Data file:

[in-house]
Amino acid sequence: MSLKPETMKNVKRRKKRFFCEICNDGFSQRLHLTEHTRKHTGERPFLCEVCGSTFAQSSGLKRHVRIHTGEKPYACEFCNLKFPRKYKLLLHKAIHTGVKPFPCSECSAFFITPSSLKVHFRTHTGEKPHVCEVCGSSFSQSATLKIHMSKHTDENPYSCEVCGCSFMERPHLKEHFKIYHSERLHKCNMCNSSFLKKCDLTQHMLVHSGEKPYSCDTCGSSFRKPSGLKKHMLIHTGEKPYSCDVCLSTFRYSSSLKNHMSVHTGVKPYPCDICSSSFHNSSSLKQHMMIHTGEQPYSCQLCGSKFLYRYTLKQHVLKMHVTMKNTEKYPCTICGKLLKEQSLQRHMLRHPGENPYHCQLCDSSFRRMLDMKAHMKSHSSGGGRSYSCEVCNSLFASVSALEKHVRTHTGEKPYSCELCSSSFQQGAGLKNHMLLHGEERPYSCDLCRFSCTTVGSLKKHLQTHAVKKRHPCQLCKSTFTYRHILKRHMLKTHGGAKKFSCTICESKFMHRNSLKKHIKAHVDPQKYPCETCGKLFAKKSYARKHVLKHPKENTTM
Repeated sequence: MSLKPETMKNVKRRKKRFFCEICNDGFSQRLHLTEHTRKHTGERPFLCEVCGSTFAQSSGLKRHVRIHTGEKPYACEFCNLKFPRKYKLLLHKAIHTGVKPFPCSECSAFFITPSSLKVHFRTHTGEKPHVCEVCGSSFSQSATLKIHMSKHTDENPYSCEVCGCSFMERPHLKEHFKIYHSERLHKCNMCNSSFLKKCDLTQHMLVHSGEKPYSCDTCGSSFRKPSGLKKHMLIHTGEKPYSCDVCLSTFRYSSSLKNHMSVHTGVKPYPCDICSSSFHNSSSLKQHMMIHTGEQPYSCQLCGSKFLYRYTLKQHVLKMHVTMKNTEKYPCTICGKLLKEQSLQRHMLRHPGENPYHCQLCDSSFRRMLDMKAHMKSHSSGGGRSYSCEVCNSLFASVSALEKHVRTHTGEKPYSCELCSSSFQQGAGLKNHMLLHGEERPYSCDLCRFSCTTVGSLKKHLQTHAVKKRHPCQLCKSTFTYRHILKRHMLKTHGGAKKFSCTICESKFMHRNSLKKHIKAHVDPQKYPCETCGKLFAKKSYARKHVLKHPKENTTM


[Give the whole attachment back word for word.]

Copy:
[in-house]
Amino acid sequence: MSLKPETMKNVKRRKKRFFCEICNDGFSQRLHLTEHTRKHTGERPFLCEVCGSTFAQSSGLKRHVRIHTGEKPYACEFCNLKFPRKYKLLLHKAIHTGVKPFPCSECSAFFITPSSLKVHFRTHTGEKPHVCEVCGSSFSQSATLKIHMSKHTDENPYSCEVCGCSFMERPHLKEHFKIYHSERLHKCNMCNSSFLKKCDLTQHMLVHSGEKPYSCDTCGSSFRKPSGLKKHMLIHTGEKPYSCDVCLSTFRYSSSLKNHMSVHTGVKPYPCDICSSSFHNSSSLKQHMMIHTGEQPYSCQLCGSKFLYRYTLKQHVLKMHVTMKNTEKYPCTICGKLLKEQSLQRHMLRHPGENPYHCQLCDSSFRRMLDMKAHMKSHSSGGGRSYSCEVCNSLFASVSALEKHVRTHTGEKPYSCELCSSSFQQGAGLKNHMLLHGEERPYSCDLCRFSCTTVGSLKKHLQTHAVKKRHPCQLCKSTFTYRHILKRHMLKTHGGAKKFSCTICESKFMHRNSLKKHIKAHVDPQKYPCETCGKLFAKKSYARKHVLKHPKENTTM
Repeated sequence: MSLKPETMKNVKRRKKRFFCEICNDGFSQRLHLTEHTRKHTGERPFLCEVCGSTFAQSSGLKRHVRIHTGEKPYACEFCNLKFPRKYKLLLHKAIHTGVKPFPCSECSAFFITPSSLKVHFRTHTGEKPHVCEVCGSSFSQSATLKIHMSKHTDENPYSCEVCGCSFMERPHLKEHFKIYHSERLHKCNMCNSSFLKKCDLTQHMLVHSGEKPYSCDTCGSSFRKPSGLKKHMLIHTGEKPYSCDVCLSTFRYSSSLKNHMSVHTGVKPYPCDICSSSFHNSSSLKQHMMIHTGEQPYSCQLCGSKFLYRYTLKQHVLKMHVTMKNTEKYPCTICGKLLKEQSLQRHMLRHPGENPYHCQLCDSSFRRMLDMKAHMKSHSSGGGRSYSCEVCNSLFASVSALEKHVRTHTGEKPYSCELCSSSFQQGAGLKNHMLLHGEERPYSCDLCRFSCTTVGSLKKHLQTHAVKKRHPCQLCKSTFTYRHILKRHMLKTHGGAKKFSCTICESKFMHRNSLKKHIKAHVDPQKYPCETCGKLFAKKSYARKHVLKHPKENTTM